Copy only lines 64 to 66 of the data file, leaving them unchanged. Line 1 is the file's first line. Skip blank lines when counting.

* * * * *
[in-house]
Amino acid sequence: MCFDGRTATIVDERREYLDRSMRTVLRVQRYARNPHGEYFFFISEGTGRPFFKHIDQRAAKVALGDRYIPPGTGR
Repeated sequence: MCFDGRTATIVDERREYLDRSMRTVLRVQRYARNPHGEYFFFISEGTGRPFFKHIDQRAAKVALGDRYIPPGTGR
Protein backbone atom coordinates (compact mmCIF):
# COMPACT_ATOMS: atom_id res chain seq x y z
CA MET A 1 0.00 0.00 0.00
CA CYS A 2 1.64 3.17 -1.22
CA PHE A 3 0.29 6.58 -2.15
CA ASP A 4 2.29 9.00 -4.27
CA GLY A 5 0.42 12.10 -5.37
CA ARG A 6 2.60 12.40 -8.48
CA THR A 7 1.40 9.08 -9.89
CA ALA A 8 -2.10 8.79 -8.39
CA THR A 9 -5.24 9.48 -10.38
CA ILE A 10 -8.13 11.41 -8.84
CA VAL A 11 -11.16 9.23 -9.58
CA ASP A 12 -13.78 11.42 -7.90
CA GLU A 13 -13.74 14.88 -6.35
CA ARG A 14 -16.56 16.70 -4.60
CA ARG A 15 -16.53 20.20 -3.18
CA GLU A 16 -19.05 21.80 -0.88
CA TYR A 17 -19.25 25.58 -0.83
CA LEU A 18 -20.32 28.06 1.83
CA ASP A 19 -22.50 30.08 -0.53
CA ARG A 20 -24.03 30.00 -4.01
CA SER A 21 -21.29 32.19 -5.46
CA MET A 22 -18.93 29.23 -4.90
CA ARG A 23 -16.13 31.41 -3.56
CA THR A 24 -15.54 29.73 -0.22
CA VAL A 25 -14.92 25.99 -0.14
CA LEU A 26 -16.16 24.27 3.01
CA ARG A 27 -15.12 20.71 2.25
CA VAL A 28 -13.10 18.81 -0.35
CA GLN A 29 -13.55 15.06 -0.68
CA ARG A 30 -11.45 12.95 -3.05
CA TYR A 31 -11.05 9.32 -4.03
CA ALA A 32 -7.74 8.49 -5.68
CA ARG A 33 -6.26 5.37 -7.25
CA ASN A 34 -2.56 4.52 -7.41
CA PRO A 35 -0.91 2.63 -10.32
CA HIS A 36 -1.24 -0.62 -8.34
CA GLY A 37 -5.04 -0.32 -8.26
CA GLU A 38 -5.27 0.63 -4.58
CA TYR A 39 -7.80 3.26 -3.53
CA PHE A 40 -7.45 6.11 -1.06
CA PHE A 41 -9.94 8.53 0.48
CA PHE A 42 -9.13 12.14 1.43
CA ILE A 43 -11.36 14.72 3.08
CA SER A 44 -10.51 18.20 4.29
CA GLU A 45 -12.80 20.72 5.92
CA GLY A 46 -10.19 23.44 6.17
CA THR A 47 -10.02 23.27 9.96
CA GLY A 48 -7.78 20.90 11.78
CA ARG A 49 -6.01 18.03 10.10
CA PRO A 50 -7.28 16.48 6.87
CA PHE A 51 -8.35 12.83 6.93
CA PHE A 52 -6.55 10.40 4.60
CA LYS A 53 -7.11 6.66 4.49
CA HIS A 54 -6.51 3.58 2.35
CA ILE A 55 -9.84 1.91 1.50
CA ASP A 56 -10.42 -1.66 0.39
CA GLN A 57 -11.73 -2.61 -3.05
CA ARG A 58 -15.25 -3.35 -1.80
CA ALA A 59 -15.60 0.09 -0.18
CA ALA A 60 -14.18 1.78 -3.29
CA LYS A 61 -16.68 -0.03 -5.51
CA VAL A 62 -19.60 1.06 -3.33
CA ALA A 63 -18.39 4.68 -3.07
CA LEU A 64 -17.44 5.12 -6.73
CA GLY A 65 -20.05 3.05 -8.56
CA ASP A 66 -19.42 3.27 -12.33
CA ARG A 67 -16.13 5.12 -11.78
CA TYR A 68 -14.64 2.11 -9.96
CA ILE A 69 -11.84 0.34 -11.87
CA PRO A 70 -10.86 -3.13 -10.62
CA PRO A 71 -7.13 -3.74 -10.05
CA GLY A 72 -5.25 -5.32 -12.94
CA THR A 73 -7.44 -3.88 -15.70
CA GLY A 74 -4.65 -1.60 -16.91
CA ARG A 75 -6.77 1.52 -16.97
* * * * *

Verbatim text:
CA ALA A 59 -15.60 0.09 -0.18
CA ALA A 60 -14.18 1.78 -3.29
CA LYS A 61 -16.68 -0.03 -5.51